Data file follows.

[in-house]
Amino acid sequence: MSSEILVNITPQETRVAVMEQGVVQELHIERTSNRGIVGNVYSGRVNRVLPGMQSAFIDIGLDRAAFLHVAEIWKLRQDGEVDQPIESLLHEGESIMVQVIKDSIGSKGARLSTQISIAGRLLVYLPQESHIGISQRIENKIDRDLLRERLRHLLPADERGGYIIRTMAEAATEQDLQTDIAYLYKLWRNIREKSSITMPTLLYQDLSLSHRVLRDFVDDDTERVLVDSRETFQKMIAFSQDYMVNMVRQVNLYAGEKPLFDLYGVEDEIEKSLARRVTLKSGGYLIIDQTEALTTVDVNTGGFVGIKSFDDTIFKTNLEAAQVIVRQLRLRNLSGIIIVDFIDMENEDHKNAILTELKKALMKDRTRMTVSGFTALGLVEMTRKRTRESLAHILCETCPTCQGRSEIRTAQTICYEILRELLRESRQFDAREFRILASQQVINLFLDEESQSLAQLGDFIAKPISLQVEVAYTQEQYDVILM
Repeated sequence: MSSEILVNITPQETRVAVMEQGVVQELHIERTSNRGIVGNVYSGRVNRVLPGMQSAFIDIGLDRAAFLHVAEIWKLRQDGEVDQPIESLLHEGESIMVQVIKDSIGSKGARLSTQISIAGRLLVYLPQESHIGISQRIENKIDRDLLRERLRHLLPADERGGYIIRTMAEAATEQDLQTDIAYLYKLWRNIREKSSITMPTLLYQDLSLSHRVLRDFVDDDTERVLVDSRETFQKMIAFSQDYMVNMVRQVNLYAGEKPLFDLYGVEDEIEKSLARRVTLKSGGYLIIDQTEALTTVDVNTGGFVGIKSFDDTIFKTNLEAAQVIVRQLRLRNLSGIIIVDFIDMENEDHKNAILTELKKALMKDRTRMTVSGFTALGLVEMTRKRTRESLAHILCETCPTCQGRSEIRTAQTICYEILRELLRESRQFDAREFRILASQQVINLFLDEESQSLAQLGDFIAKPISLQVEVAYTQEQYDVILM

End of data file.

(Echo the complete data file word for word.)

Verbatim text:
[in-house]
Amino acid sequence: MSSEILVNITPQETRVAVMEQGVVQELHIERTSNRGIVGNVYSGRVNRVLPGMQSAFIDIGLDRAAFLHVAEIWKLRQDGEVDQPIESLLHEGESIMVQVIKDSIGSKGARLSTQISIAGRLLVYLPQESHIGISQRIENKIDRDLLRERLRHLLPADERGGYIIRTMAEAATEQDLQTDIAYLYKLWRNIREKSSITMPTLLYQDLSLSHRVLRDFVDDDTERVLVDSRETFQKMIAFSQDYMVNMVRQVNLYAGEKPLFDLYGVEDEIEKSLARRVTLKSGGYLIIDQTEALTTVDVNTGGFVGIKSFDDTIFKTNLEAAQVIVRQLRLRNLSGIIIVDFIDMENEDHKNAILTELKKALMKDRTRMTVSGFTALGLVEMTRKRTRESLAHILCETCPTCQGRSEIRTAQTICYEILRELLRESRQFDAREFRILASQQVINLFLDEESQSLAQLGDFIAKPISLQVEVAYTQEQYDVILM
Repeated sequence: MSSEILVNITPQETRVAVMEQGVVQELHIERTSNRGIVGNVYSGRVNRVLPGMQSAFIDIGLDRAAFLHVAEIWKLRQDGEVDQPIESLLHEGESIMVQVIKDSIGSKGARLSTQISIAGRLLVYLPQESHIGISQRIENKIDRDLLRERLRHLLPADERGGYIIRTMAEAATEQDLQTDIAYLYKLWRNIREKSSITMPTLLYQDLSLSHRVLRDFVDDDTERVLVDSRETFQKMIAFSQDYMVNMVRQVNLYAGEKPLFDLYGVEDEIEKSLARRVTLKSGGYLIIDQTEALTTVDVNTGGFVGIKSFDDTIFKTNLEAAQVIVRQLRLRNLSGIIIVDFIDMENEDHKNAILTELKKALMKDRTRMTVSGFTALGLVEMTRKRTRESLAHILCETCPTCQGRSEIRTAQTICYEILRELLRESRQFDAREFRILASQQVINLFLDEESQSLAQLGDFIAKPISLQVEVAYTQEQYDVILM